Scientists have discovered the most massive neutron star that almost shouldn’t exist. The team of astronomers has used the Green Bank Telescope in West Virginia.…
The open cluster NGC 2100 shines brightly in new photo from the European Southern Observatory’s New Technology Telescope in Chile. A group of 15 million years old stars shines in a rainbow of colors from blue to orange. The stars, which are loosely bound by gravity in what’s called an open cluster, are part of the cluster NGC 2100 and stand against a background of spidery gas from the nearby Tarantula Nebula. The center of the cluster is dominated by massive, bright-shining stars, while lightweight stars tend to hover around the outer regions.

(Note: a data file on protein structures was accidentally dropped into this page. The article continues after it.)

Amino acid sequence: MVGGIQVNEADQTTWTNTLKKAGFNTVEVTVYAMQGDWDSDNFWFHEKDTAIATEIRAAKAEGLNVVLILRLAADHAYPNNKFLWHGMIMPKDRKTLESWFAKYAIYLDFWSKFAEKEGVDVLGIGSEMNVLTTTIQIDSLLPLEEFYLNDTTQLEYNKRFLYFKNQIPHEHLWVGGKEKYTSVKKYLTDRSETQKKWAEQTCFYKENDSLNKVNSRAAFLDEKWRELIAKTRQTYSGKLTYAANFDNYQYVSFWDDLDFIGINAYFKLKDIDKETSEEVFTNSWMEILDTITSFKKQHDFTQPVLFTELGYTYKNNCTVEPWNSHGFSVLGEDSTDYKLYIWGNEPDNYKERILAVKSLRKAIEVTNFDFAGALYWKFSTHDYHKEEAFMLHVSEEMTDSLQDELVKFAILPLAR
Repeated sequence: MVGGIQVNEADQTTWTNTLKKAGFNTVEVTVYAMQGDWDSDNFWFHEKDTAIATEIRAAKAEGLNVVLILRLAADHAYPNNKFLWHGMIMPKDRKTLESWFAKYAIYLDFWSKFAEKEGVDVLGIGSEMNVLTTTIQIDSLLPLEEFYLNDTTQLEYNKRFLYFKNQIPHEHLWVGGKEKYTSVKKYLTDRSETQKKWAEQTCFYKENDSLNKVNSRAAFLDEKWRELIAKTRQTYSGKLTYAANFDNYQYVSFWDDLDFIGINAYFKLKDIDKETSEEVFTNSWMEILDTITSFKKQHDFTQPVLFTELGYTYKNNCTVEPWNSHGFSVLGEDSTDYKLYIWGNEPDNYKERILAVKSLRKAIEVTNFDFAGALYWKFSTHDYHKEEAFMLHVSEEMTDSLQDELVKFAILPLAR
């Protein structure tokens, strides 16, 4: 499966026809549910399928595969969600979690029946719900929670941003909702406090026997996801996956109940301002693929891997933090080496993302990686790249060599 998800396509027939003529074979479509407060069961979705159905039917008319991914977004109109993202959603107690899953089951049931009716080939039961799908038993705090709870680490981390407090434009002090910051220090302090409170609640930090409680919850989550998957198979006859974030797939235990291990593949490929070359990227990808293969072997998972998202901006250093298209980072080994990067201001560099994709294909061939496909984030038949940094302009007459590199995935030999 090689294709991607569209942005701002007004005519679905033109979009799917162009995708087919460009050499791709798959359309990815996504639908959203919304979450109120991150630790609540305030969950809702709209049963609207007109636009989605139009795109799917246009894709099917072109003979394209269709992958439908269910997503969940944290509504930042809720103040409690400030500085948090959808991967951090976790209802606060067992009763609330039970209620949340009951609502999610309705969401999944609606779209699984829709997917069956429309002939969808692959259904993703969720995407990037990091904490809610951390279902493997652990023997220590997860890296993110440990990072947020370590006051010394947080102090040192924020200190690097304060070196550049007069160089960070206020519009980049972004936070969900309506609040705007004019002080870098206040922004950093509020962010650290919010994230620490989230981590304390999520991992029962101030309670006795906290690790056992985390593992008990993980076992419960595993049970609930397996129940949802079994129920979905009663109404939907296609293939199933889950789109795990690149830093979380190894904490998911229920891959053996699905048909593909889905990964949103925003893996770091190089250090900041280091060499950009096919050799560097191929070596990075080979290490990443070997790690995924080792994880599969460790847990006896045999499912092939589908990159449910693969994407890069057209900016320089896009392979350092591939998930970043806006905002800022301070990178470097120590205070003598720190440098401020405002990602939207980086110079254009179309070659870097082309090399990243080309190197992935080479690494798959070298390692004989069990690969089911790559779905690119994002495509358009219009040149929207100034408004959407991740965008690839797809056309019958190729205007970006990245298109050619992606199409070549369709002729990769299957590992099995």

The stars in open clusters such as NGC 2100 are thought to have formed at about the same time, from a single large cloud of gas and dust. NGC 2100 is located about 160,000 light years away in the Large Magellanic Cloud, which is itself a smaller satellite galaxy of the Milky Way.
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